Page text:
The FDA ( Food and Drug Administration ) Antiviral Drugs Advisory Committee recommended the approval of the anti-HIV drug Tipranavir ( Aptivirus ), a protease inhibitor ( PI ).
Tipranavir belongs to a subclass of Pis, called nonpeptidic Pis.
Tipranavir ( TPV ) requires boosting with low-dose Ritonavir and must be used in combination with other antiretroviral agents.
The Committee's positive recommendation is based on data from two large, controlled Phase 3 clinical trials, RESIST-1 and RESIST-2, conducted in protease inhibitor-resistant treatment-experienced patients.
These patients had taken three classes of anti-HIV drugs and were failing their PI-based regimen at the time of study entry.
These trials examined the treatment response of Tipranavir boosted with ritonavir ( TPV/r ) versus a comparator group in which patients received one of several marketed Ritonavir-boosted PIs.
In addition, patients in both arms received an optimized background regimen of other antiretroviral drugs.
The most commonly ( greater than or equal to 1% ) reported adverse events in patients treated with Tipranavir in clinical trials are gastrointestinal ( diarrhea, nausea and vomiting ) as well as fatigue and headache.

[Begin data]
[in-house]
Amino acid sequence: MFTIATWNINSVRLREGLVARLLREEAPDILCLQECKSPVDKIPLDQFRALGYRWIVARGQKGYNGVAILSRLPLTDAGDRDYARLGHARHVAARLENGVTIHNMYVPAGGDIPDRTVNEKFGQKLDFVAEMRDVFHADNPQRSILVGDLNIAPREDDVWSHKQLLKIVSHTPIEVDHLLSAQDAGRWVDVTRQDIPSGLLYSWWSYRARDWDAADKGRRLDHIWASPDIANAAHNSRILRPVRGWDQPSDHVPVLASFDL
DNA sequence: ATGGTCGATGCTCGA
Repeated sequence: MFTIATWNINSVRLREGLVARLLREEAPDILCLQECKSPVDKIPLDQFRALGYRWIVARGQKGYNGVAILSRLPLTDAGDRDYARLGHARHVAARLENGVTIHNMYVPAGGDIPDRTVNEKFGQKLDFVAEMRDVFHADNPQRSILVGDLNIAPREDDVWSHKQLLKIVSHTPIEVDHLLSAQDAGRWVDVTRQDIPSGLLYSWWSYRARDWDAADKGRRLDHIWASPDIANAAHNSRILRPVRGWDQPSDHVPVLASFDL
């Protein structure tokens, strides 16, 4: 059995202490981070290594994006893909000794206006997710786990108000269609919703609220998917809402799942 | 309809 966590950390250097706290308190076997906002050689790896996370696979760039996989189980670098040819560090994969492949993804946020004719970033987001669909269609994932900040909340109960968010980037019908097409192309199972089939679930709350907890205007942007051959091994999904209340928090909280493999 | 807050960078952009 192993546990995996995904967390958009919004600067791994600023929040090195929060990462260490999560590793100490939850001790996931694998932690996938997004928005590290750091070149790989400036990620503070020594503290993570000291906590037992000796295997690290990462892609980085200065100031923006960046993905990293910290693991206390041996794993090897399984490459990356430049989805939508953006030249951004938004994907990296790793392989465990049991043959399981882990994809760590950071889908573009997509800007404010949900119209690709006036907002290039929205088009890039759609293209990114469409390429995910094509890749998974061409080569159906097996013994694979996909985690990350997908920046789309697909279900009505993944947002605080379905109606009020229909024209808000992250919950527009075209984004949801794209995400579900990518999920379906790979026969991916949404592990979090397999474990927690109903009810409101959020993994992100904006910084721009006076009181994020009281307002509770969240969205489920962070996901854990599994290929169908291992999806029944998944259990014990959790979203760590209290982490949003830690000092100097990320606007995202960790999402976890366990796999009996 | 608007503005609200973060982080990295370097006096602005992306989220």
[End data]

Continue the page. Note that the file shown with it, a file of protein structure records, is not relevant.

Mild rash occurred more often in women than in men.
The most common ( greater than or equal to 2% ) grade 3/4 laboratory abnormalities in patients are elevated liver enzymes and lipids.
Patients treated with Tipranavir/r experienced a significantly higher rate of liver enzyme and lipid elevations.
Tipranavir co-administered with low-dose Ritonavir, has been associated with reports of clinical hepatitis and hepatic decompensation, including some fatalities. These have generally occurred in patients with advanced HIV disease taking multiple concomitant medications.
Source: Boehringer Ingelheim Pharmaceuticals, 2005